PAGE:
Like other organizations, colleges and universities depend upon good public relations and marketing campaigns to build and maintain positive images. A primary goal of such campaigns is to recruit new students, essential to the existence of every academic institution. As every college student and high school junior knows, colleges spend a lot of money on printed materials, web sites and social media, plus ubiquitous open house events at which visitors see the campus and hear “the spiel.”
My PR pal and adjunct professor at Hofstra University, Bert Cunningham, likes to bring PR stories to my attention. This week Professor Cunningham shared an article in the Wall Street Journal by Marek Fuchs titled, “Oh, No, Not Another College Tour!” which focuses on (from his perspective) the mistakes colleges and universities typically make during spring’s “open house” season. He believes institutions miss opportunities to answer real questions and concerns, because group tours tend to focus on showcasing the school’s superficial positives such as ample library hours, dining options, the landscaping, and environmental consciousness while being conducted by well-rehearsed, well-scrubbed student guides.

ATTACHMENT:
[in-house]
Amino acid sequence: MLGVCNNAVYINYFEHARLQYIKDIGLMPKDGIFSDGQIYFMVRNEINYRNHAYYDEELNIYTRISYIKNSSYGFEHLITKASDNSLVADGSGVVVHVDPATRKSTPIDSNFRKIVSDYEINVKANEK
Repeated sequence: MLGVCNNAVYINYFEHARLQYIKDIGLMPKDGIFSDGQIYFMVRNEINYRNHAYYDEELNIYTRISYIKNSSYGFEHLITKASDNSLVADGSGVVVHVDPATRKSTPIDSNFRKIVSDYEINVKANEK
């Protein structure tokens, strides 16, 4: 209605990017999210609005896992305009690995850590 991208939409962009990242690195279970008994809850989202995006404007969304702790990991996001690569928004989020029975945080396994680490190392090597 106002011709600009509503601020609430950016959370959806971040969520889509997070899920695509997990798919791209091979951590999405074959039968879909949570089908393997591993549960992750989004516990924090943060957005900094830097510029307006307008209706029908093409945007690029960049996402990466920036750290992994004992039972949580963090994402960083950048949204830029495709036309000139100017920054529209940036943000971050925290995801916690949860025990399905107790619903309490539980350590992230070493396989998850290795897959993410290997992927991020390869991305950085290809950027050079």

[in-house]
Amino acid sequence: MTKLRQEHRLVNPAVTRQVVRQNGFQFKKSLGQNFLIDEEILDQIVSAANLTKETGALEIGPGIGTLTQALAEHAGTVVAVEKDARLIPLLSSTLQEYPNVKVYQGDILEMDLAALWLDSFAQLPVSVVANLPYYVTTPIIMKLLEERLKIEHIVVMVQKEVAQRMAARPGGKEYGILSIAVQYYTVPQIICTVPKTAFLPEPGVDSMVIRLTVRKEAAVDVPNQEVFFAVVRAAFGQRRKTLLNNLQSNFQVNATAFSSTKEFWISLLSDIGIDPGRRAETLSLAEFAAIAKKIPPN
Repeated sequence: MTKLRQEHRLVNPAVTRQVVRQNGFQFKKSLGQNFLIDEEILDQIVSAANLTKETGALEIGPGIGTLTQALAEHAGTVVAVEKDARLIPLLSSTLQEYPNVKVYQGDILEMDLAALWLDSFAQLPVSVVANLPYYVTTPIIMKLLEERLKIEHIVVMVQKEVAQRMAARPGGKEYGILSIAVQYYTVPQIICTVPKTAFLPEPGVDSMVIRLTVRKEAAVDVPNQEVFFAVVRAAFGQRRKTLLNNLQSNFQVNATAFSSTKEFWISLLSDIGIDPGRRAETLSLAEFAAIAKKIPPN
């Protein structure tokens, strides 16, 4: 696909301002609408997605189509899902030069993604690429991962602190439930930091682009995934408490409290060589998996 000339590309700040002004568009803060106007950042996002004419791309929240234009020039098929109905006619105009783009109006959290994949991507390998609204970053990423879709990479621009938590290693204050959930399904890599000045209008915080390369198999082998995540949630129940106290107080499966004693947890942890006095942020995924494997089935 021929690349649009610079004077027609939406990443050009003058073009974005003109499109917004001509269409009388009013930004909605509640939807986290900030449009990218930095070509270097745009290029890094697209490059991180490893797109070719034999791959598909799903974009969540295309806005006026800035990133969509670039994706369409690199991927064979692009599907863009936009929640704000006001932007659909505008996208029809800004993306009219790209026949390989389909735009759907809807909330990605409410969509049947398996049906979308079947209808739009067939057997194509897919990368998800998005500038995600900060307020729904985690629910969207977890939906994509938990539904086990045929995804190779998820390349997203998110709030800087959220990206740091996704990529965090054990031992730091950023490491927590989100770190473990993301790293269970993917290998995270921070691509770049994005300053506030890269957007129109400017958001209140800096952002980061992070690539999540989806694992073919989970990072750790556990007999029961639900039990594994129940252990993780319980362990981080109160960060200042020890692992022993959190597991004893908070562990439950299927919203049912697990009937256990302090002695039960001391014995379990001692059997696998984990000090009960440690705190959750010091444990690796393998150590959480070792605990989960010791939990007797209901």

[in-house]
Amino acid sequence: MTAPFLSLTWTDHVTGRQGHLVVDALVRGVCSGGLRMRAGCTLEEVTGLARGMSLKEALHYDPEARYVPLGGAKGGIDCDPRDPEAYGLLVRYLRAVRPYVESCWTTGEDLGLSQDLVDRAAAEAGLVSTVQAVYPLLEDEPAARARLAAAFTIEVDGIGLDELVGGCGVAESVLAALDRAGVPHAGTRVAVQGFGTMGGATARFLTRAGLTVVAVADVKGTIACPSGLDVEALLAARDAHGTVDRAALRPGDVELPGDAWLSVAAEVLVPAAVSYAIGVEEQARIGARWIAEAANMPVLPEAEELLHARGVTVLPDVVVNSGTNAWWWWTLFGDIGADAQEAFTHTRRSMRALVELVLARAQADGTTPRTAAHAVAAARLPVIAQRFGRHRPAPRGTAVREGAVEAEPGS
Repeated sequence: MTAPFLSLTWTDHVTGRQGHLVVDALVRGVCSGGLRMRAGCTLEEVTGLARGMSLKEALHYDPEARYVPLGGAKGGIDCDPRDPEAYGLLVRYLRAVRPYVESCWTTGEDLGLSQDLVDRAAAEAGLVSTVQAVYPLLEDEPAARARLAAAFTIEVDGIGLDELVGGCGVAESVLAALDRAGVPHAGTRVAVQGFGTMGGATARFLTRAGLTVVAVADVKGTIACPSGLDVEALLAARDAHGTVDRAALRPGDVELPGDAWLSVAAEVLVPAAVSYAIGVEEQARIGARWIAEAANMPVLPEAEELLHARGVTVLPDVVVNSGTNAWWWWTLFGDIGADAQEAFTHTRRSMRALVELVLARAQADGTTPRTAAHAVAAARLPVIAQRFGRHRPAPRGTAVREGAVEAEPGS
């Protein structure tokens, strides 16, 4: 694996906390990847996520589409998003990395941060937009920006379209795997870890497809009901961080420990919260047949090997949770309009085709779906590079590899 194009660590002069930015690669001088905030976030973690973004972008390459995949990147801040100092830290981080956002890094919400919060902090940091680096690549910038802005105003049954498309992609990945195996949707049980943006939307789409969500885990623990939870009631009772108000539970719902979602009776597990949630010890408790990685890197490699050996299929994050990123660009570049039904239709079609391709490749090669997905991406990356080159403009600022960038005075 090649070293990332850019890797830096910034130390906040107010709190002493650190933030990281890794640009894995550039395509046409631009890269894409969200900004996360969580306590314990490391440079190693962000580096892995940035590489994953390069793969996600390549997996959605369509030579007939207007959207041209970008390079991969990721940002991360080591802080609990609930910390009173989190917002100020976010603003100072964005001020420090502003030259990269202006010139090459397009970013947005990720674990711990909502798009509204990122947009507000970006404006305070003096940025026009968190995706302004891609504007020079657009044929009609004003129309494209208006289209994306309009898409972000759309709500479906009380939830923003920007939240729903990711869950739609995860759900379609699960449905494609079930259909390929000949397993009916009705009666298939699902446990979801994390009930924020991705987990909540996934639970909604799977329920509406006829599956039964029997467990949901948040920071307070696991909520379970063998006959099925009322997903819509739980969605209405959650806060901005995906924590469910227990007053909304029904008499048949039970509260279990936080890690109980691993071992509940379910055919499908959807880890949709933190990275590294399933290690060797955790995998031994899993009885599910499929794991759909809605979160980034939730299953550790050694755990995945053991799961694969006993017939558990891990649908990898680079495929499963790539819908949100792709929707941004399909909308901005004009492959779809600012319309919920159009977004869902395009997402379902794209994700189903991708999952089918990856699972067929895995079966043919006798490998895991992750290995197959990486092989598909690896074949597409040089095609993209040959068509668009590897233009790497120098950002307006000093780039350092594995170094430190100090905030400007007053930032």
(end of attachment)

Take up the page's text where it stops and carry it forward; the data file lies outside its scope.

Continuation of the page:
But is this such a bad thing? If the purpose of an open house is to convince potential students and their parents or guardians of the school’s virtues, then why not put their best foot forward and highlight all things positive? Fuchs, a writing professor at Sarah Lawrence College, said, “But it does seem that with so much depending on the outcome of their pitch, colleges should put more original effort into the standard-issue, plain (fat-free) vanilla tour.” He suggests separate tours for parents and students to create a more free exchange of ideas and questions, night tours since so much campus life goes on after hours, anonymous questions so no one holds anything back, and untrained random student tour guides (which is a terrible idea!).
I believe most institutions already encourage the kinds of exchanges Fuchs is recommending. And parents and potential students should gravitate to those schools which create a comfortable environment for asking questions. That’s just good PR. Your thoughts?